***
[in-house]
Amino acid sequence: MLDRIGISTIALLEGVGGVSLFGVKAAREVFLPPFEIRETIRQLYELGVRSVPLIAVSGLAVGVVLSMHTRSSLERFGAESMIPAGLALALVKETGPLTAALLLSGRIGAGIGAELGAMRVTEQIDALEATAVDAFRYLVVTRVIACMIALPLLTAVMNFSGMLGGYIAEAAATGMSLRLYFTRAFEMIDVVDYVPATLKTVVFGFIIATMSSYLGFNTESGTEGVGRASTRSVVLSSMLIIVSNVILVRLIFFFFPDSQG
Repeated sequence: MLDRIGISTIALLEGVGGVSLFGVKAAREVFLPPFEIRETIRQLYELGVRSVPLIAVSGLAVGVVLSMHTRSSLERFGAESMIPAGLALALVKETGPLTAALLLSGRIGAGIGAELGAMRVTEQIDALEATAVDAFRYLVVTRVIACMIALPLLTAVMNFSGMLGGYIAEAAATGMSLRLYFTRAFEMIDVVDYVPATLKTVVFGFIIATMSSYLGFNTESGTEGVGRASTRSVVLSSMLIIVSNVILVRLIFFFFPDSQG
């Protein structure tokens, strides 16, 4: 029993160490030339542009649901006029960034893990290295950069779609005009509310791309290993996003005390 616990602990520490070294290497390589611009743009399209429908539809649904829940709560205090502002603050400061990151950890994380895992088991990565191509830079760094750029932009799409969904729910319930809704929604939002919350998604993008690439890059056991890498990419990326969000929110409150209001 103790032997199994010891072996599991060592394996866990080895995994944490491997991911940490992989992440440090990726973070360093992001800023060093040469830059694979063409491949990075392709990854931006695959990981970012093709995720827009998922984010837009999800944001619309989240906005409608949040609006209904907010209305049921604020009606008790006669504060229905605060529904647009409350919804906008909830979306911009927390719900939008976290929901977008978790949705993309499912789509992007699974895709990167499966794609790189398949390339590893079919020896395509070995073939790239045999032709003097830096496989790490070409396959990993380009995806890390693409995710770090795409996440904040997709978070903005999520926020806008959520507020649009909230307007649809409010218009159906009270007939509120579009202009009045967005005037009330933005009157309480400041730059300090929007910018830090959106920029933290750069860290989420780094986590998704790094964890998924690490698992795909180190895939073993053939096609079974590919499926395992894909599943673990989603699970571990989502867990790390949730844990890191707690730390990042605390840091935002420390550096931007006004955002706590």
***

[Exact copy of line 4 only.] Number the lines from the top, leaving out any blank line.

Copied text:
């Protein structure tokens, strides 16, 4: 029993160490030339542009649901006029960034893990290295950069779609005009509310791309290993996003005390 616990602990520490070294290497390589611009743009399209429908539809649904829940709560205090502002603050400061990151950890994380895992088991990565191509830079760094750029932009799409969904729910319930809704929604939002919350998604993008690439890059056991890498990419990326969000929110409150209001 103790032997199994010891072996599991060592394996866990080895995994944490491997991911940490992989992440440090990726973070360093992001800023060093040469830059694979063409491949990075392709990854931006695959990981970012093709995720827009998922984010837009999800944001619309989240906005409608949040609006209904907010209305049921604020009606008790006669504060229905605060529904647009409350919804906008909830979306911009927390719900939008976290929901977008978790949705993309499912789509992007699974895709990167499966794609790189398949390339590893079919020896395509070995073939790239045999032709003097830096496989790490070409396959990993380009995806890390693409995710770090795409996440904040997709978070903005999520926020806008959520507020649009909230307007649809409010218009159906009270007939509120579009202009009045967005005037009330933005009157309480400041730059300090929007910018830090959106920029933290750069860290989420780094986590998704790094964890998924690490698992795909180190895939073993053939096609079974590919499926395992894909599943673990989603699970571990989502867990790390949730844990890191707690730390990042605390840091935002420390550096931007006004955002706590």